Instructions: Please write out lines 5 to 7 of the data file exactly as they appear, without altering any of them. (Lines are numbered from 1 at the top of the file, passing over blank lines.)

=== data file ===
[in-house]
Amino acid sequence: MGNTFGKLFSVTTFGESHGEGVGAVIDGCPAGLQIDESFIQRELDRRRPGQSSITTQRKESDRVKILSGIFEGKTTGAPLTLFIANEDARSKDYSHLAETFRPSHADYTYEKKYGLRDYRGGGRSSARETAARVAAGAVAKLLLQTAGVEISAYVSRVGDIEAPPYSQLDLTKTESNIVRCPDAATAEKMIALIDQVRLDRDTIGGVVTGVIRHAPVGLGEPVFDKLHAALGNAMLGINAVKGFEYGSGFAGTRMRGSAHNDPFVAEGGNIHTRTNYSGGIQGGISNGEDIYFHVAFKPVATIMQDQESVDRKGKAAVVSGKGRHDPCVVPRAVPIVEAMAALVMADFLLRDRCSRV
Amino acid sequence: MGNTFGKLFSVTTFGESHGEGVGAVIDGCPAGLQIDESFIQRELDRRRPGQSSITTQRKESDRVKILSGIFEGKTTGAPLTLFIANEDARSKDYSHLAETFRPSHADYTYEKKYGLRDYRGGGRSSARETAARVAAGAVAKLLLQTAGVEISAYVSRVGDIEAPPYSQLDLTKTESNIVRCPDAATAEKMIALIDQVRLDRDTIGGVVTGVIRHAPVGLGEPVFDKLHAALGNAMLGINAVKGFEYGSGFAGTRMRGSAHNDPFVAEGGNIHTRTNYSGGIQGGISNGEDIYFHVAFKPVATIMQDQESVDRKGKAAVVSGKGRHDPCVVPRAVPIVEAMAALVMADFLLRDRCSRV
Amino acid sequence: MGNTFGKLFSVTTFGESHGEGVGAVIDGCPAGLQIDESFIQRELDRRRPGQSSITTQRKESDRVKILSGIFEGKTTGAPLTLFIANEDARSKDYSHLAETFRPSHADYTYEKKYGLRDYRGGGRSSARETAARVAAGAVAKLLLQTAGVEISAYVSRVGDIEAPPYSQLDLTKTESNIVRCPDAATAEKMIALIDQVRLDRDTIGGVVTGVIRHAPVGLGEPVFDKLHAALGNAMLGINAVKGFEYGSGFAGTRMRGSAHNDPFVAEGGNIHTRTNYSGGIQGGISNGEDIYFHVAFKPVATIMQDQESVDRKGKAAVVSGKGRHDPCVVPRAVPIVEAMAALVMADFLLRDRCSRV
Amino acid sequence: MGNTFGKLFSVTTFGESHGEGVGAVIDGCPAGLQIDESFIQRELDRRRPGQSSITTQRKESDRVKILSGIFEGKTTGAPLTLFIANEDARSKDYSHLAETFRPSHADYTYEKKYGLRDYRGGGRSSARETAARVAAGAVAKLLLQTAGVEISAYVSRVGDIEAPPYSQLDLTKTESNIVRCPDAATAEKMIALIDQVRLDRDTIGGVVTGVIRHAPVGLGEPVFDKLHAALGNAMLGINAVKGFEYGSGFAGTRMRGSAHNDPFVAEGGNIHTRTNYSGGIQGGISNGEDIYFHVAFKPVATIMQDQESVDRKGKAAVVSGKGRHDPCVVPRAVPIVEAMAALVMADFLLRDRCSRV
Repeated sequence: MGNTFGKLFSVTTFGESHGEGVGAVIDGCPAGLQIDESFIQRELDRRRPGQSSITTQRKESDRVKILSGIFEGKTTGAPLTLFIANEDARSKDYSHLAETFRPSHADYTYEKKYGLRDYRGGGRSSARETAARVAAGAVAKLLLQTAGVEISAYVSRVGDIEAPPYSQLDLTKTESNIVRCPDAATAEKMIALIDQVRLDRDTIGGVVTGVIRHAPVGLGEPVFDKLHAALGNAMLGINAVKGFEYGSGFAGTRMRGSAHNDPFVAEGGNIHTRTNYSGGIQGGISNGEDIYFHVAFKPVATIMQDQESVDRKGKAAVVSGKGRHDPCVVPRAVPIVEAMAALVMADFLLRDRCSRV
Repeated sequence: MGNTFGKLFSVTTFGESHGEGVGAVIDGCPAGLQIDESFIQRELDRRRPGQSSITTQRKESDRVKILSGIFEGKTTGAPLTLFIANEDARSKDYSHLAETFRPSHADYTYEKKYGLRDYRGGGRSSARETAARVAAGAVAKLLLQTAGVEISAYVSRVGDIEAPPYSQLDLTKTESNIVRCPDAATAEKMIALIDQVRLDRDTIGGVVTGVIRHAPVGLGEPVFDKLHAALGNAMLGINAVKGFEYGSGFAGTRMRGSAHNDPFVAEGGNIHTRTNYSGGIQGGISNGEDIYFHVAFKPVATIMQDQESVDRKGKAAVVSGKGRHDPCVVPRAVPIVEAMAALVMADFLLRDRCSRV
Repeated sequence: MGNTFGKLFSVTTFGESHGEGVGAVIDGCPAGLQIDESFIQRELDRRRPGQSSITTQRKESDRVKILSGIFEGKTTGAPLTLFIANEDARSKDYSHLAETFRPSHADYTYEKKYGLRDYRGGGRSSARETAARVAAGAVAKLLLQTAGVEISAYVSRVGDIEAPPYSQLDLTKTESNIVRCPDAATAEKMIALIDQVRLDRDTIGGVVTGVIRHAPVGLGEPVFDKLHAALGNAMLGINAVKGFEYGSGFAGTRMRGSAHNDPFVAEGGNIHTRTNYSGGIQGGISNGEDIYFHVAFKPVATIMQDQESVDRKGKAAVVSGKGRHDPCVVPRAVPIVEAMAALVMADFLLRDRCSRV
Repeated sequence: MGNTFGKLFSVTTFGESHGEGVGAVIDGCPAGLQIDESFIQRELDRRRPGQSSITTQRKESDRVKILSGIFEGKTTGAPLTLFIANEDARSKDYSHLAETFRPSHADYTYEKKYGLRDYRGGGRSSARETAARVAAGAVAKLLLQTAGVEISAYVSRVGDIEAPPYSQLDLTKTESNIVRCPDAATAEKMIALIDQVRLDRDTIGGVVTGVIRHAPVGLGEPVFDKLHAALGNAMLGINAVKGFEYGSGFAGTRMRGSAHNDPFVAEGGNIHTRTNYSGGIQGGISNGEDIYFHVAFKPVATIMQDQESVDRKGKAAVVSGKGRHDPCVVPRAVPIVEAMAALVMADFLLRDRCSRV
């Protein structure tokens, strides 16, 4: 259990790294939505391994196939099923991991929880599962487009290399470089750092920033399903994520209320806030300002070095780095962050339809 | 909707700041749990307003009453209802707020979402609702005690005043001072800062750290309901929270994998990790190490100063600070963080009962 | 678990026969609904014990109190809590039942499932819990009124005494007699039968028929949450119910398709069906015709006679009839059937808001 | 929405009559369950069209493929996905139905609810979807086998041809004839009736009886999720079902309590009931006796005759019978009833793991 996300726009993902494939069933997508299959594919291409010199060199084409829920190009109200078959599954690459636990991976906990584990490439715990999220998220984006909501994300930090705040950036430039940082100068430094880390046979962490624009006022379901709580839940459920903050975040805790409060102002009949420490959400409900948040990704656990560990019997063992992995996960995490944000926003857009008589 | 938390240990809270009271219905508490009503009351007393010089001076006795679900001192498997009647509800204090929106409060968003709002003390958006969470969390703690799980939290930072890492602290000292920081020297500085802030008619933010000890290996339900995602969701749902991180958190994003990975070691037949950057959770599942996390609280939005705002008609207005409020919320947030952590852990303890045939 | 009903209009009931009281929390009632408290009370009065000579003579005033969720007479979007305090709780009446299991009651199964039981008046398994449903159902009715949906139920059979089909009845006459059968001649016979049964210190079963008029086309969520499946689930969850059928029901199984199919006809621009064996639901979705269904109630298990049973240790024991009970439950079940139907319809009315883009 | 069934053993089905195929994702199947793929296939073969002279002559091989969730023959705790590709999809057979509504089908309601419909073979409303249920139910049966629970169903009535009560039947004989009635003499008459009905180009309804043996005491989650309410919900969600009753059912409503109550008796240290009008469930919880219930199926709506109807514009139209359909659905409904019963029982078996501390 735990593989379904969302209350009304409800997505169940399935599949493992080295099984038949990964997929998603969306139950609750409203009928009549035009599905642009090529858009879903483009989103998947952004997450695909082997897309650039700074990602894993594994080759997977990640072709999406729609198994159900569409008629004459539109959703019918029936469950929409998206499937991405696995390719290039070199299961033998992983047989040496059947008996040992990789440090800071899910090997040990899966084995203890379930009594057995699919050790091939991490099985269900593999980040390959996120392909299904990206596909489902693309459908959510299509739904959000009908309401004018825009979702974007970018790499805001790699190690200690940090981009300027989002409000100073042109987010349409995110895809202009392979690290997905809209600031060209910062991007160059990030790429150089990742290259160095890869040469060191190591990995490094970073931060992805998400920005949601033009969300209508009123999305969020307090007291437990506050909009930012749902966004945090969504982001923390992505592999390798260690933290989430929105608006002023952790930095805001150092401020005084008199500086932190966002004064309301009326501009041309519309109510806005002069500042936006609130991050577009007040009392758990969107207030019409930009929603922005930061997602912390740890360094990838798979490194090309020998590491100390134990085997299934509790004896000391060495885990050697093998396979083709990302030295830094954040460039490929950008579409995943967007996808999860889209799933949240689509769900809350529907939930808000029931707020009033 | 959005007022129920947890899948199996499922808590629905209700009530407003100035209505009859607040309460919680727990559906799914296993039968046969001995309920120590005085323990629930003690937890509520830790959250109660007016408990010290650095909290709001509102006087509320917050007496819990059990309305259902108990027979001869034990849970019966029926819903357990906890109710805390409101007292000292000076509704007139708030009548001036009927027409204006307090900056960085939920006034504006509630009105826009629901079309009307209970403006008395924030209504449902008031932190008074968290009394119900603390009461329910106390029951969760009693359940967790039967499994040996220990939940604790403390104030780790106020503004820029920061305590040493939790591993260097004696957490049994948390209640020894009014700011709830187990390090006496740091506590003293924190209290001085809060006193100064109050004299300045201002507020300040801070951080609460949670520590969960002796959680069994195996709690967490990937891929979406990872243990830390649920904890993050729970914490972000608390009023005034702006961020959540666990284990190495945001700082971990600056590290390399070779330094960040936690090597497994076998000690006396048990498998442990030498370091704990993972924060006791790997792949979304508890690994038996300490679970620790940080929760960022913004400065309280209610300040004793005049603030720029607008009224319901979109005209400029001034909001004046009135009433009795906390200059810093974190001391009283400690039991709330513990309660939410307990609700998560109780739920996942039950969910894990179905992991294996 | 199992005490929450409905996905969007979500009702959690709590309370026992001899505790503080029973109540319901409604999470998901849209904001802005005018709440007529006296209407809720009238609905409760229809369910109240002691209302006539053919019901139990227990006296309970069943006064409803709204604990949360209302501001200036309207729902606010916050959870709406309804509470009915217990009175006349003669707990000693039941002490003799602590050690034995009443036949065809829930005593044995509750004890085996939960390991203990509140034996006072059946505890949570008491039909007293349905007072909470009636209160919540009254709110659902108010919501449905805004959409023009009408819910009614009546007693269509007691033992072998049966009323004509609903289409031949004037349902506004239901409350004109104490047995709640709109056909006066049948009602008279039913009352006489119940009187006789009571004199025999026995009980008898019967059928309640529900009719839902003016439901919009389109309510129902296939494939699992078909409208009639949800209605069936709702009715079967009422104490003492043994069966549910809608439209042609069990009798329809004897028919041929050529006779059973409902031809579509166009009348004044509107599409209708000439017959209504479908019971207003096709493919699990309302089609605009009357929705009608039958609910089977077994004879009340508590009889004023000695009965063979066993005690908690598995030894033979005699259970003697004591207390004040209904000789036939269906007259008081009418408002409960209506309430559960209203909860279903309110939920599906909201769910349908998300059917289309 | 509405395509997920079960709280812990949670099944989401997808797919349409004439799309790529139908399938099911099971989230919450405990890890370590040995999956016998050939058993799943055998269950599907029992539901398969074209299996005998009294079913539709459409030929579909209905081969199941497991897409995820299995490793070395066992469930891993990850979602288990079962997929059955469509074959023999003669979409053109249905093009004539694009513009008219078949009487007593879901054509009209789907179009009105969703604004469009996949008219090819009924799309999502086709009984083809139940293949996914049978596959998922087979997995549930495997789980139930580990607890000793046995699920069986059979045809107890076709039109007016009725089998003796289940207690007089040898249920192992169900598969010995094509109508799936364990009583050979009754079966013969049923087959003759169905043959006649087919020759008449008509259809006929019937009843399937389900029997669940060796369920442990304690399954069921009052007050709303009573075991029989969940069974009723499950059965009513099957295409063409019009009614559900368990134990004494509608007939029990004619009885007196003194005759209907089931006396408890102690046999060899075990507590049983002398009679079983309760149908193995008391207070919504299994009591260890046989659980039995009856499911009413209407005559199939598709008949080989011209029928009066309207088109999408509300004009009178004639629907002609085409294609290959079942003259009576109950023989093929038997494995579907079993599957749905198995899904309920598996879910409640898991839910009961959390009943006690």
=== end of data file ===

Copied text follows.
Amino acid sequence: MGNTFGKLFSVTTFGESHGEGVGAVIDGCPAGLQIDESFIQRELDRRRPGQSSITTQRKESDRVKILSGIFEGKTTGAPLTLFIANEDARSKDYSHLAETFRPSHADYTYEKKYGLRDYRGGGRSSARETAARVAAGAVAKLLLQTAGVEISAYVSRVGDIEAPPYSQLDLTKTESNIVRCPDAATAEKMIALIDQVRLDRDTIGGVVTGVIRHAPVGLGEPVFDKLHAALGNAMLGINAVKGFEYGSGFAGTRMRGSAHNDPFVAEGGNIHTRTNYSGGIQGGISNGEDIYFHVAFKPVATIMQDQESVDRKGKAAVVSGKGRHDPCVVPRAVPIVEAMAALVMADFLLRDRCSRV
Repeated sequence: MGNTFGKLFSVTTFGESHGEGVGAVIDGCPAGLQIDESFIQRELDRRRPGQSSITTQRKESDRVKILSGIFEGKTTGAPLTLFIANEDARSKDYSHLAETFRPSHADYTYEKKYGLRDYRGGGRSSARETAARVAAGAVAKLLLQTAGVEISAYVSRVGDIEAPPYSQLDLTKTESNIVRCPDAATAEKMIALIDQVRLDRDTIGGVVTGVIRHAPVGLGEPVFDKLHAALGNAMLGINAVKGFEYGSGFAGTRMRGSAHNDPFVAEGGNIHTRTNYSGGIQGGISNGEDIYFHVAFKPVATIMQDQESVDRKGKAAVVSGKGRHDPCVVPRAVPIVEAMAALVMADFLLRDRCSRV
Repeated sequence: MGNTFGKLFSVTTFGESHGEGVGAVIDGCPAGLQIDESFIQRELDRRRPGQSSITTQRKESDRVKILSGIFEGKTTGAPLTLFIANEDARSKDYSHLAETFRPSHADYTYEKKYGLRDYRGGGRSSARETAARVAAGAVAKLLLQTAGVEISAYVSRVGDIEAPPYSQLDLTKTESNIVRCPDAATAEKMIALIDQVRLDRDTIGGVVTGVIRHAPVGLGEPVFDKLHAALGNAMLGINAVKGFEYGSGFAGTRMRGSAHNDPFVAEGGNIHTRTNYSGGIQGGISNGEDIYFHVAFKPVATIMQDQESVDRKGKAAVVSGKGRHDPCVVPRAVPIVEAMAALVMADFLLRDRCSRV